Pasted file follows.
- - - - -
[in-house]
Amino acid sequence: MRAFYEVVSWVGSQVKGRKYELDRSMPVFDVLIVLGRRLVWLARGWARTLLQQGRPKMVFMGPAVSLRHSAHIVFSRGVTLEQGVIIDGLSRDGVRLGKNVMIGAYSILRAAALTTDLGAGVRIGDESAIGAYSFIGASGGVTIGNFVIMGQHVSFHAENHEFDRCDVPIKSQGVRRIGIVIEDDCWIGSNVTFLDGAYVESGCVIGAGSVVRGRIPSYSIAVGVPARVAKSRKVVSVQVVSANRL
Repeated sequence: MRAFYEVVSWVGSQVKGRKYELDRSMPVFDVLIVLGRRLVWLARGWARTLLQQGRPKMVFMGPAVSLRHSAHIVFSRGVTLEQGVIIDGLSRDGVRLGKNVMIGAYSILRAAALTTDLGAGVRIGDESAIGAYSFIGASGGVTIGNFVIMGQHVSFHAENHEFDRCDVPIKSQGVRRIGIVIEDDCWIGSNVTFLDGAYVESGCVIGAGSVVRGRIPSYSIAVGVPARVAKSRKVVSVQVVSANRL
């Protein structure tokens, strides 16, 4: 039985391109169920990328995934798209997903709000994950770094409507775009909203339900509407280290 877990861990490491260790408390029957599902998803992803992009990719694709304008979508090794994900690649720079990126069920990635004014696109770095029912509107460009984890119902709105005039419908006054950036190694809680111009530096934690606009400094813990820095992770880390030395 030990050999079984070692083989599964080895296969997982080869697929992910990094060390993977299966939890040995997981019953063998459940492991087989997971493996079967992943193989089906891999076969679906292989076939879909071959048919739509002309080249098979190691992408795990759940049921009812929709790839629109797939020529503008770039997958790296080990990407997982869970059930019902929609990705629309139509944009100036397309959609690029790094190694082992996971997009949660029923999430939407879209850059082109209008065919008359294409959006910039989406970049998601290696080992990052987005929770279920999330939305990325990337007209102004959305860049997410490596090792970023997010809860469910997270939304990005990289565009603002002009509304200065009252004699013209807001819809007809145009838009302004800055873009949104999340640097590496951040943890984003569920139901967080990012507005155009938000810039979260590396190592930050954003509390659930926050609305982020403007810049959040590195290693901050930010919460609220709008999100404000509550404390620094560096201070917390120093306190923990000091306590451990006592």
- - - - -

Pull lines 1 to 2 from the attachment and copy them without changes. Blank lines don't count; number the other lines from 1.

[in-house]
Amino acid sequence: MRAFYEVVSWVGSQVKGRKYELDRSMPVFDVLIVLGRRLVWLARGWARTLLQQGRPKMVFMGPAVSLRHSAHIVFSRGVTLEQGVIIDGLSRDGVRLGKNVMIGAYSILRAAALTTDLGAGVRIGDESAIGAYSFIGASGGVTIGNFVIMGQHVSFHAENHEFDRCDVPIKSQGVRRIGIVIEDDCWIGSNVTFLDGAYVESGCVIGAGSVVRGRIPSYSIAVGVPARVAKSRKVVSVQVVSANRL